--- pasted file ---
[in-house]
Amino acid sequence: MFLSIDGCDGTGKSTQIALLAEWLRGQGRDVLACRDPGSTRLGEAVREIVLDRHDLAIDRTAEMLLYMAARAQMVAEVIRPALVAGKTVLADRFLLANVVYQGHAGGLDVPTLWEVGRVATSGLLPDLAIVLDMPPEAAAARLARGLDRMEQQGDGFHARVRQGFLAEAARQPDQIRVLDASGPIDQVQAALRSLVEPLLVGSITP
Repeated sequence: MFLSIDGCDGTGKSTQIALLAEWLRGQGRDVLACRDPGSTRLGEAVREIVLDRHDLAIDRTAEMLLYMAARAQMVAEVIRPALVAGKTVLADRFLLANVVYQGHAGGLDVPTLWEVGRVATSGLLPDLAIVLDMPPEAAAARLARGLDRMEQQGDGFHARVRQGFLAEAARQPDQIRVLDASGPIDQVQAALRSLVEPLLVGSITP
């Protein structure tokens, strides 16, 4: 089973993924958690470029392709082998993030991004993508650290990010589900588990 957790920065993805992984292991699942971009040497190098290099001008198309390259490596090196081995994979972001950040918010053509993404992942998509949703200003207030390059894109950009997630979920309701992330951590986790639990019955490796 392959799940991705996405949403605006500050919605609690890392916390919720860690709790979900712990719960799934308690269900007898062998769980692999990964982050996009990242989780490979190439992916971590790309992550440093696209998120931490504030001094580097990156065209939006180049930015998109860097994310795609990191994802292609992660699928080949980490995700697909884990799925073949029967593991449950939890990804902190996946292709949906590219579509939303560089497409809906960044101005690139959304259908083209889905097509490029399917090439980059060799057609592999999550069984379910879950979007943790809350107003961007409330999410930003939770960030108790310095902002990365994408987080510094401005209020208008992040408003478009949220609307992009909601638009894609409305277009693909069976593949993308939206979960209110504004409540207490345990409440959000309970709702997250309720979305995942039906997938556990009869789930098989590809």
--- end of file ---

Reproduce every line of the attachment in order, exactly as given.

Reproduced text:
[in-house]
Amino acid sequence: MFLSIDGCDGTGKSTQIALLAEWLRGQGRDVLACRDPGSTRLGEAVREIVLDRHDLAIDRTAEMLLYMAARAQMVAEVIRPALVAGKTVLADRFLLANVVYQGHAGGLDVPTLWEVGRVATSGLLPDLAIVLDMPPEAAAARLARGLDRMEQQGDGFHARVRQGFLAEAARQPDQIRVLDASGPIDQVQAALRSLVEPLLVGSITP
Repeated sequence: MFLSIDGCDGTGKSTQIALLAEWLRGQGRDVLACRDPGSTRLGEAVREIVLDRHDLAIDRTAEMLLYMAARAQMVAEVIRPALVAGKTVLADRFLLANVVYQGHAGGLDVPTLWEVGRVATSGLLPDLAIVLDMPPEAAAARLARGLDRMEQQGDGFHARVRQGFLAEAARQPDQIRVLDASGPIDQVQAALRSLVEPLLVGSITP
């Protein structure tokens, strides 16, 4: 089973993924958690470029392709082998993030991004993508650290990010589900588990 957790920065993805992984292991699942971009040497190098290099001008198309390259490596090196081995994979972001950040918010053509993404992942998509949703200003207030390059894109950009997630979920309701992330951590986790639990019955490796 392959799940991705996405949403605006500050919605609690890392916390919720860690709790979900712990719960799934308690269900007898062998769980692999990964982050996009990242989780490979190439992916971590790309992550440093696209998120931490504030001094580097990156065209939006180049930015998109860097994310795609990191994802292609992660699928080949980490995700697909884990799925073949029967593991449950939890990804902190996946292709949906590219579509939303560089497409809906960044101005690139959304259908083209889905097509490029399917090439980059060799057609592999999550069984379910879950979007943790809350107003961007409330999410930003939770960030108790310095902002990365994408987080510094401005209020208008992040408003478009949220609307992009909601638009894609409305277009693909069976593949993308939206979960209110504004409540207490345990409440959000309970709702997250309720979305995942039906997938556990009869789930098989590809």